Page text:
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Whitcoulls Top 100: Kiwis prefer young adult & classics

Whitcoulls Top 100 List reveals Kiwis prefer to read young adult and classic novels

To compile their Top 100 List for 2014, Whitcoulls again asked New Zealanders to vote for their favourite books and authors. And while classic novels continue to appeal to Kiwi readers, 2014 marks a significant new trend – the increasing popularity of novels for young adults.

Whitcoulls Head Book Buyer, Joan Mackenzie, believes that the reason young adult novels are becoming more widely read is that many parents are now reading the same books as their teens. Mackenzie says that this is “possibly driven by film versions of those books (The Hunger Games, Divergent series, for example) and of course, the John Green phenomenon with his mega bestselling novel, The Fault in Our Stars.”

Green’s novel claims the number one spot in this year’s Top 100 and Mackenzie believes that “the popular enthusiasm for it, combined with a wide-age range readership – and then the recent film – have propelled it into the top spot. Green’s first book Looking for Alaska also features strongly in the Top 100, coming in at number 28.

In second place is perennial favourite, Markus Zusak’s The Book Thief and in third position is Tolkien’s The Lord of the Rings series. Tolkien’s series remains the single most popular book since Whitcoulls started compiling their Top 100 Books in 1996 and has now appeared in the top ten of that list for the eighteenth time; Tolkien ranks as New Zealanders tenth favourite author.

Another milestone in 2014 is the fact that it is the first time in the history of the Whitcoulls Top 100 that a New Zealand novel has made it into the top ten, with Eleanor Catton’s award-winning novel The Luminaries, storming on to the list to claim the number six spot.

”Almost 30 percent of the 2014 Top 100 List is different from 2013”, says Mackenzie, “which goes to show that the most loved books have hugely enduring appeal and resonate with readers for a very long time.” She went on to say that it is “interesting to see the classics feature so strongly – though Pride and Prejudice has been bumped out of the Top 10, coming in at number 11, which is down five places since last year.”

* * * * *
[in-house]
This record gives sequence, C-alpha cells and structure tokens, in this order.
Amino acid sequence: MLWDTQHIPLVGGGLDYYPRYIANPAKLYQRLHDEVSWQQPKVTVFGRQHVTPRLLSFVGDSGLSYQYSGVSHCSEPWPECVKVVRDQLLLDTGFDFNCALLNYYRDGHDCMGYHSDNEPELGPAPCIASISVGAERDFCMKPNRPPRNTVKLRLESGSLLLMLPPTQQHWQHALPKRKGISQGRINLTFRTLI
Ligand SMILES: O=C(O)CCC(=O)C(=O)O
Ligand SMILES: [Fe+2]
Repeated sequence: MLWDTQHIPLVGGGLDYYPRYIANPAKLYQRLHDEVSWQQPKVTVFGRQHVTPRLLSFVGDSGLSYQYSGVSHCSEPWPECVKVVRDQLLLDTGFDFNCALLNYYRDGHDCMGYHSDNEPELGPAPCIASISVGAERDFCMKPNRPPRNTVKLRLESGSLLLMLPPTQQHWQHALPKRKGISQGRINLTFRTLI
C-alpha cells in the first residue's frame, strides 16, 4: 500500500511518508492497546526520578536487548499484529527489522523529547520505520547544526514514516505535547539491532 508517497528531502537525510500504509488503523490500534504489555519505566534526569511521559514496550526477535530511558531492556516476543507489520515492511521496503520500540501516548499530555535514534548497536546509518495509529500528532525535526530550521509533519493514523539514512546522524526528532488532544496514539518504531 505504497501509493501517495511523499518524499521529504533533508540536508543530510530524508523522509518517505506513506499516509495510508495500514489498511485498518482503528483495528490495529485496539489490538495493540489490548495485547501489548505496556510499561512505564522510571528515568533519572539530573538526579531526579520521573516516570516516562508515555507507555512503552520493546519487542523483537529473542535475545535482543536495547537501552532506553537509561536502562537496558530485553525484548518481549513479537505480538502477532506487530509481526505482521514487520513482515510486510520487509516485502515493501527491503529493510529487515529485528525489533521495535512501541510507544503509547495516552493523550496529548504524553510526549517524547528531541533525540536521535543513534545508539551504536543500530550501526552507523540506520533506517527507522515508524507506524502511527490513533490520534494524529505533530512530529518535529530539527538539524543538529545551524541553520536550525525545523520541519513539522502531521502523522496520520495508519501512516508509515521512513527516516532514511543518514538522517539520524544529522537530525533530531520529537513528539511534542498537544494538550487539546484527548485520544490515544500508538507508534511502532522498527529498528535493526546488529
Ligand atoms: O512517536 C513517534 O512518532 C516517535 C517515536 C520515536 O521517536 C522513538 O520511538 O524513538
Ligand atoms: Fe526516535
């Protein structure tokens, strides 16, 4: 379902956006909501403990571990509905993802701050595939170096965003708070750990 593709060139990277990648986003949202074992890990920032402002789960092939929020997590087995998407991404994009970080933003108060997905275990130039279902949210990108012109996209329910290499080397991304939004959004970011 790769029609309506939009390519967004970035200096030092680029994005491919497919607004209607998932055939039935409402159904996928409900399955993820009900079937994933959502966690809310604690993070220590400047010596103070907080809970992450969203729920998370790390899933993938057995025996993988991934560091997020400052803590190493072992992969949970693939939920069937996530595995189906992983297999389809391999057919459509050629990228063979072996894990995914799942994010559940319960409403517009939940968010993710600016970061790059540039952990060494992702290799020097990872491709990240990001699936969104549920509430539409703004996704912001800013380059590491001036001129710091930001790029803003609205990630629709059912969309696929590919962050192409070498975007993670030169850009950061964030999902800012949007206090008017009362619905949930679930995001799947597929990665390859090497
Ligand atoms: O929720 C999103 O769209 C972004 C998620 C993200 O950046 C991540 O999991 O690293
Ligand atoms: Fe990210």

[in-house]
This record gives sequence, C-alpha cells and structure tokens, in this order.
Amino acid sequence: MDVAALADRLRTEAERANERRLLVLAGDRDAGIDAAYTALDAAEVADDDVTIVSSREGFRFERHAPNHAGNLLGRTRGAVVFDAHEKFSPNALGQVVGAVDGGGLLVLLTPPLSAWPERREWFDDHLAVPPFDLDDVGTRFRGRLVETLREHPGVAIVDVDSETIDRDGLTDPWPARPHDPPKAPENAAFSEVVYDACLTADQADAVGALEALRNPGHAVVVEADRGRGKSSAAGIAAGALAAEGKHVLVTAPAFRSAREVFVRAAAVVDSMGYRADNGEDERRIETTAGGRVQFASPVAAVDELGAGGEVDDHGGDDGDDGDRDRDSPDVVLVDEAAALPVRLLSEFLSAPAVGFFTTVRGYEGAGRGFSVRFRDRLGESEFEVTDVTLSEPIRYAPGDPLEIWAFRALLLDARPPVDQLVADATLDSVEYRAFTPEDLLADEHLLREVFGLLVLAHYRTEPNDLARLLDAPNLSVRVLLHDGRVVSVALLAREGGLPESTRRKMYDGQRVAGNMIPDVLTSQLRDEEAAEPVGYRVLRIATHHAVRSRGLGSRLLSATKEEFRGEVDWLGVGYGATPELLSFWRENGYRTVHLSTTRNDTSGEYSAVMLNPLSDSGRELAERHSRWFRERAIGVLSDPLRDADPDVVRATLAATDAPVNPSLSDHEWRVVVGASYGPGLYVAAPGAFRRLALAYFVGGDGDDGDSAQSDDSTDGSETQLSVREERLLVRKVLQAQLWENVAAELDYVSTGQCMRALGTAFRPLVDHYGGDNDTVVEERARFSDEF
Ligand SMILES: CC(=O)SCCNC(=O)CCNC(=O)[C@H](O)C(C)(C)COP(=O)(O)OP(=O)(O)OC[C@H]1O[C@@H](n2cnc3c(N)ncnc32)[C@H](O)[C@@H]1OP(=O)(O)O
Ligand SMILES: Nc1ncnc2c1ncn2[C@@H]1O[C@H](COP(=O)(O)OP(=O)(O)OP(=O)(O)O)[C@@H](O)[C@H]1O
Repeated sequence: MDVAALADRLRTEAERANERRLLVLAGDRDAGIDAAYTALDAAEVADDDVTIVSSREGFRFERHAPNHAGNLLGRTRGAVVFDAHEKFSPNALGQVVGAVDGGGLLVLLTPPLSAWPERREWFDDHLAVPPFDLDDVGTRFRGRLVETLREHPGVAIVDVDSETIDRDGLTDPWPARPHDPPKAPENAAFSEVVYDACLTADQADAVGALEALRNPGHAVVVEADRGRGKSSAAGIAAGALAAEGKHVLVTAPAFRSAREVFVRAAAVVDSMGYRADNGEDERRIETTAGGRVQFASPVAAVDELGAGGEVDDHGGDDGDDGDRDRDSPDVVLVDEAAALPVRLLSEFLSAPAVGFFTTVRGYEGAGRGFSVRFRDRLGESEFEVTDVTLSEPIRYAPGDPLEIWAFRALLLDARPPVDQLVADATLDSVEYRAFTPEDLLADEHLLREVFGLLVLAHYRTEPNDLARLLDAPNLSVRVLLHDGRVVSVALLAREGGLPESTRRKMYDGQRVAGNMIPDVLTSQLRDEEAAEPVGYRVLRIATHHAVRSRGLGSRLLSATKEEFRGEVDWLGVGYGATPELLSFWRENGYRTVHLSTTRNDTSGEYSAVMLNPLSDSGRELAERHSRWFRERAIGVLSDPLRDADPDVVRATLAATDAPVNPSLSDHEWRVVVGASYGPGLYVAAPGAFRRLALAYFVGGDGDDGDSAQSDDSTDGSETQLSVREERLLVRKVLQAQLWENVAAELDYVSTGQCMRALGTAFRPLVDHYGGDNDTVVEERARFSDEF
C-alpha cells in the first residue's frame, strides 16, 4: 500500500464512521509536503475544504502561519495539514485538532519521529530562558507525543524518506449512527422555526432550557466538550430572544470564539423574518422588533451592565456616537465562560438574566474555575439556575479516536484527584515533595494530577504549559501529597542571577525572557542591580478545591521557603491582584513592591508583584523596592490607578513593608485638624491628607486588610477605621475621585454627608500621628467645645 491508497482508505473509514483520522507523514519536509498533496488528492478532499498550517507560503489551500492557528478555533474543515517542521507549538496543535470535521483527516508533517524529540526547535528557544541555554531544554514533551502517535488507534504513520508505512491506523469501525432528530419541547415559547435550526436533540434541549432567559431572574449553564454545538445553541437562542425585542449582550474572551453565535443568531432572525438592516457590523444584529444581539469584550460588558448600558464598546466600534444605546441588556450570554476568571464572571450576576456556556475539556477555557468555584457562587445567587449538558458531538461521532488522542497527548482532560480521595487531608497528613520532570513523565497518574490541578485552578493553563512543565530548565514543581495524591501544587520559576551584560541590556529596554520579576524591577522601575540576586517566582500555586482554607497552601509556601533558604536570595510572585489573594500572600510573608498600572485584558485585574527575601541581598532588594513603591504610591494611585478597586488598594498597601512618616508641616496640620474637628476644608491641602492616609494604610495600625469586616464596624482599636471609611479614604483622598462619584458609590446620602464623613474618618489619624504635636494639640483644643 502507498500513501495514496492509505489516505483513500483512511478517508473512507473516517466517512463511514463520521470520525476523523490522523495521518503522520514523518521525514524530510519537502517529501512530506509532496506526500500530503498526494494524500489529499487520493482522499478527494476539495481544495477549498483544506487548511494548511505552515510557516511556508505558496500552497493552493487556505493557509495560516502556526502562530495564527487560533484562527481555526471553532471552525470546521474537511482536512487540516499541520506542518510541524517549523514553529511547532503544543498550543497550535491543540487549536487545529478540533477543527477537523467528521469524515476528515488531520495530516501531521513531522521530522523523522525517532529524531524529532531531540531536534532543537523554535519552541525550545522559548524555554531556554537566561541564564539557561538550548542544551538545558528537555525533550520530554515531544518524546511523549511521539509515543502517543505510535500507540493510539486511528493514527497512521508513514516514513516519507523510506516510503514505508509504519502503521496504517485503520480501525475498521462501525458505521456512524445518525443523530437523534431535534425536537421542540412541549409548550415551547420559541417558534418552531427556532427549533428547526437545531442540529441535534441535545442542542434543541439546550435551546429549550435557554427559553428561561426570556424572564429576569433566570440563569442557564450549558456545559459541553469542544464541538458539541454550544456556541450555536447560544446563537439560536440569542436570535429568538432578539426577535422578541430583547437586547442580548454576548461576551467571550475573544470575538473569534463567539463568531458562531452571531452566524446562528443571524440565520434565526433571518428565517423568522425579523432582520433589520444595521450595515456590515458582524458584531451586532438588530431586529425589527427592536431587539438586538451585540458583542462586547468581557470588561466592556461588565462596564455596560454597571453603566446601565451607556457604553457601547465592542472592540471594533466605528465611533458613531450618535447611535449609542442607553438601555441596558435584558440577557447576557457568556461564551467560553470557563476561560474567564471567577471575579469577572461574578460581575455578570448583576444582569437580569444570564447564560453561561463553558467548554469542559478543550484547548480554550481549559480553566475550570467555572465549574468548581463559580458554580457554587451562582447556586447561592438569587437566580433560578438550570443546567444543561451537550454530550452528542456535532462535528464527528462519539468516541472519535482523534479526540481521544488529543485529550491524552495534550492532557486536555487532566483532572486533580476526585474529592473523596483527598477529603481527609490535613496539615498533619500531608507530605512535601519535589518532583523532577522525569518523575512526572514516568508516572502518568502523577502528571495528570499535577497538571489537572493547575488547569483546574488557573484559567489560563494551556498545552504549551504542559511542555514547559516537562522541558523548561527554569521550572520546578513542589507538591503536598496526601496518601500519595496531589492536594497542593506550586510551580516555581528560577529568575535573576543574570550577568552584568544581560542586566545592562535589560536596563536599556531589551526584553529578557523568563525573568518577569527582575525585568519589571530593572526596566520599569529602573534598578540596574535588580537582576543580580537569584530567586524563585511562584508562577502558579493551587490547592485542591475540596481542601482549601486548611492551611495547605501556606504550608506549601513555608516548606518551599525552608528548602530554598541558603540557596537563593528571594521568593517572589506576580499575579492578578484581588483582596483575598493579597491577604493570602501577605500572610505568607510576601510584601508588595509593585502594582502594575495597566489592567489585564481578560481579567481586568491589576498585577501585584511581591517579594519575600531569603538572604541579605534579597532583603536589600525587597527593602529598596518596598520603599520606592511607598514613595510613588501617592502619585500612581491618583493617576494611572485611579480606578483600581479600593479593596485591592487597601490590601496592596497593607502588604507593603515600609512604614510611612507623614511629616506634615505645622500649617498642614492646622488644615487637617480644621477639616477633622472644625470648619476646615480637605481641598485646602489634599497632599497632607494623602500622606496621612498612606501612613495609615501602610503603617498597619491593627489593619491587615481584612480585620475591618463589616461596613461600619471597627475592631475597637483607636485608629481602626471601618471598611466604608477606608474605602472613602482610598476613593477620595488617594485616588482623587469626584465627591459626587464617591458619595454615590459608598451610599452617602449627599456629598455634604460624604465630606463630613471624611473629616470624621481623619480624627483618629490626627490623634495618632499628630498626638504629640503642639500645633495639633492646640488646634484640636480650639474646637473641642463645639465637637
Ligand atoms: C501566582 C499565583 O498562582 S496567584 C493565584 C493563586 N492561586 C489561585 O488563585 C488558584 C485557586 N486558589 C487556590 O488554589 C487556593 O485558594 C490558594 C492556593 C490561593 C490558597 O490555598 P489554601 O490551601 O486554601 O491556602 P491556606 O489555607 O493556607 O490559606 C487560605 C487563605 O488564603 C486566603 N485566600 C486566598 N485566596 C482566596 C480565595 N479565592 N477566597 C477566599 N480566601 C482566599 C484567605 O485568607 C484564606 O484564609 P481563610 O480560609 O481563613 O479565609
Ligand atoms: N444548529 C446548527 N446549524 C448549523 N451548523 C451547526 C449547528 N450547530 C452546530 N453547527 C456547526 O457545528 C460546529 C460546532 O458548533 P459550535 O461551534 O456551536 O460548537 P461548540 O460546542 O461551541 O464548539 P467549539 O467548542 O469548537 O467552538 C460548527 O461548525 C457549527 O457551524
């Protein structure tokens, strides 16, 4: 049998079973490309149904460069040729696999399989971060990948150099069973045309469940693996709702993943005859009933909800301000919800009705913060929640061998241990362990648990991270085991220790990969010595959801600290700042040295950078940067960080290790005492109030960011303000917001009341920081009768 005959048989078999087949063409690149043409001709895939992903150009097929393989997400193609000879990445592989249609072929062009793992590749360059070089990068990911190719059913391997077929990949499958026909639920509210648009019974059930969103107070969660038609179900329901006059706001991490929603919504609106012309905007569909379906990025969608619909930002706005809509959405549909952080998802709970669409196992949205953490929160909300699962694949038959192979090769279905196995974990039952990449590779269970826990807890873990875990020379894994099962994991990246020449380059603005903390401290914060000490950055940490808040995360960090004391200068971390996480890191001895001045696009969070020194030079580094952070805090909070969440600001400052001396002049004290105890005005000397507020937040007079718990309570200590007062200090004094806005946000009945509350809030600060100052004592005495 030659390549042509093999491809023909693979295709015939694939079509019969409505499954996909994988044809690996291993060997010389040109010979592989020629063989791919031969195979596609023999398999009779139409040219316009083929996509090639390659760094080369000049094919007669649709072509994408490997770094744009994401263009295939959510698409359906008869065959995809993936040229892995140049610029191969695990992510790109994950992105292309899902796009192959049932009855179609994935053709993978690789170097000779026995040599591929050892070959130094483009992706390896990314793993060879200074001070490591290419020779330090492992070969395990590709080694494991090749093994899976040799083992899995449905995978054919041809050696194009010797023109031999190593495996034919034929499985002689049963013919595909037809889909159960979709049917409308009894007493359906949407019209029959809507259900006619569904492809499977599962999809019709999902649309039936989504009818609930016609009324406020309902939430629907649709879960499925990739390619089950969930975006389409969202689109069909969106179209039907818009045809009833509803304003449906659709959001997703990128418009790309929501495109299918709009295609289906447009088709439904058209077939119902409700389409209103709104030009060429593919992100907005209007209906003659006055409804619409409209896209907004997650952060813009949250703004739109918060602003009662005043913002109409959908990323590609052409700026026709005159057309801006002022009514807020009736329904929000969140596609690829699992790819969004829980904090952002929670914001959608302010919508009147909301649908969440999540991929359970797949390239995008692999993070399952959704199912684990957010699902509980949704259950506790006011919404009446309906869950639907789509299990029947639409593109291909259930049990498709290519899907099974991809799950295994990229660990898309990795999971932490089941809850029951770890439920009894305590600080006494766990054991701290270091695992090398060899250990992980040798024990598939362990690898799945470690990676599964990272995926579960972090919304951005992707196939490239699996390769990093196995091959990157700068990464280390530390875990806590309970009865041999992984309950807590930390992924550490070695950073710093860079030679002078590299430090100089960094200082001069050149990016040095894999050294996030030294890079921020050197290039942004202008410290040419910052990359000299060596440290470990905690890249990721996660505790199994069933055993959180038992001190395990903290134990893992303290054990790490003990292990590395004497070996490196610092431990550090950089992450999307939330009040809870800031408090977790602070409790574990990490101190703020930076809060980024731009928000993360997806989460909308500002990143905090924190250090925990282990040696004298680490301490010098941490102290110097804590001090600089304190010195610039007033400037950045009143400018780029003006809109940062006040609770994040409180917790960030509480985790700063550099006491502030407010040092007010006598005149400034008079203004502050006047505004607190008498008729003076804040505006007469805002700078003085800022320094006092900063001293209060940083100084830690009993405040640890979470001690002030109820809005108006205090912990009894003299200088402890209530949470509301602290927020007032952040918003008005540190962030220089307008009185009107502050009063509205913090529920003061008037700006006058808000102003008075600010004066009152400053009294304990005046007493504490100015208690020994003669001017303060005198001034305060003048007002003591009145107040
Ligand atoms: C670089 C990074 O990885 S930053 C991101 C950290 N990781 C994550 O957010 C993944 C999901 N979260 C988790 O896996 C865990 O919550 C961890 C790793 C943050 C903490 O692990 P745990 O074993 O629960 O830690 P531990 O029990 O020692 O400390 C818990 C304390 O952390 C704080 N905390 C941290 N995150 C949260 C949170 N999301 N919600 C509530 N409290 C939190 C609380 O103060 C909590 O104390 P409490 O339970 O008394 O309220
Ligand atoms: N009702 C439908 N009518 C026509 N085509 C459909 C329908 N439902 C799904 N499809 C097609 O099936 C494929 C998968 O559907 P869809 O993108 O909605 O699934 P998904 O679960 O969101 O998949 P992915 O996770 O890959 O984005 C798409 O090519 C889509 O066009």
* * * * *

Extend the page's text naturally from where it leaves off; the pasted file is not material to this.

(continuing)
And while Catton’s novel has won approval with Kiwis, a number of books have dropped out of the Top 100 altogether, significantly The Edmonds Cookbook. This is the first time New Zealand’s ‘food bible’ has not made it in to the Whitcoulls Top 100 List.

Other interesting facts about the Top 100 List for 2014 include:

• The distinct lack of non-fiction spread across the Top 100; the top ranked non-fiction title is the Bible, which didn’t make it in to the top 20, positioned at number 23.

The 50 Shades of Grey series has slumped from 21st to 53rd place since 2013.

• Two New Zealand health specialists have made it in to the Top 100; Dr Libby Weaver with her book Beauty from the Inside Out at number 35 and Jason Shon Bennett’s Eat Less Live Long at number 87.

Mackenzie says that “overall, it is a really interesting mix of books and tells us that people are reading as much – and as well – as ever. And wonderful new books which really capture the public’s imagination can find a place alongside others which have been around for years.”

The Top 100 books are available now at Whitcoulls stores nationwide and available online at www.whitcoulls.co.nz.

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